I am the real estate advisor for AIPCS, although not for OCA, which is the program I know better. My four sons are now grown (the youngest is at Yale), but I would have sent them to any of these fine schools without any hesitation.

    These kids — honored by the United States Department of Education, the State Superintendent of Schools and the Oakland City Council for their wonderful achievement — deserved a celebratory, praising article for their Blue Ribbon.

    What they got, instead, was some guy (a “teacher” who’s never been to the school) named Jim Mordecai and a jaded “education reporter”, Katy Murphy, raking them over the coals on Page One. Wow. Impressive stuff.

  • Katy Murphy

    Apparently, asking someone (in a private e-mail) if they served on an advisory group for a charter school is a pretty loaded proposition.

    Thanks for the response, Steve. I guess the short answer to my question is yes!

  • Nextset

    Steve Moyer: I’m trying to follow your posts and your thoughts.

    I am finding your raw emotion distracting. The level of acrimony in your writing is unusual for this blog. You seem to have personal relationships with some of the other people here outside of taking positions on policy. Are you writing to close associates, or posting for public discourse?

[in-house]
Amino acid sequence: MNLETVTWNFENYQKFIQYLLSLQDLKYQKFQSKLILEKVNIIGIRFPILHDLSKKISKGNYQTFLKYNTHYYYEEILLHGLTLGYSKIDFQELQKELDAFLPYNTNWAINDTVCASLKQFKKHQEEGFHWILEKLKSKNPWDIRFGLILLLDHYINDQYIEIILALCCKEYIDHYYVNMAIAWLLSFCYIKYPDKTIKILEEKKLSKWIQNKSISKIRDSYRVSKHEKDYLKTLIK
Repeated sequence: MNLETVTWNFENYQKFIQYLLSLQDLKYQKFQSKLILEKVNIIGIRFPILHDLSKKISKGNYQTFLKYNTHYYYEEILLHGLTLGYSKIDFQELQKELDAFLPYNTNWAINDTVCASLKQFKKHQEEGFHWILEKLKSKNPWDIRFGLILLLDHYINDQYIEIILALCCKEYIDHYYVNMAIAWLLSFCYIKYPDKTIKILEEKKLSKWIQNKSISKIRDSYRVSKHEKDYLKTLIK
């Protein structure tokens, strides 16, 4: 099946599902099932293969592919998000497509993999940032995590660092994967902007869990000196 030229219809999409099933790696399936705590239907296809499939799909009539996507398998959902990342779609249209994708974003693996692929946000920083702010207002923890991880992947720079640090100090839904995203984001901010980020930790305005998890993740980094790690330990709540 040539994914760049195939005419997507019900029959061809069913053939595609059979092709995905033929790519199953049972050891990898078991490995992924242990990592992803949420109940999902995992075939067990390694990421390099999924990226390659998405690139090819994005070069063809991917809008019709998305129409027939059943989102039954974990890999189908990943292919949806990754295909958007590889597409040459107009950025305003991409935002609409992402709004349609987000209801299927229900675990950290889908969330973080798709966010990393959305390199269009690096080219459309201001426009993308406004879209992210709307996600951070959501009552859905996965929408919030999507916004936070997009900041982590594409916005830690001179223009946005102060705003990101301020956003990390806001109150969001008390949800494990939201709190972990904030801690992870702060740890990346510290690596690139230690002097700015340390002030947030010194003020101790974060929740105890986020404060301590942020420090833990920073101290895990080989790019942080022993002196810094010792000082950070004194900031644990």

• Steve Moyer

    I’m not in an advisory group. I’m the real estate advisor for AIPCS.

    I’m not at all surprised you’re trying to muddy the waters.

  • Katy Murphy

    Steve, I’m not trying to muddy the waters. Your name is listed in the most recent American Indian charter school petition (Page 9) as a member of an “advisory group.” I’m not sure why the distinction matters, in any case.

  • Steve Moyer

    All right, Nextset, I’ll explain why I’m so troubled by this. Pull up a chair.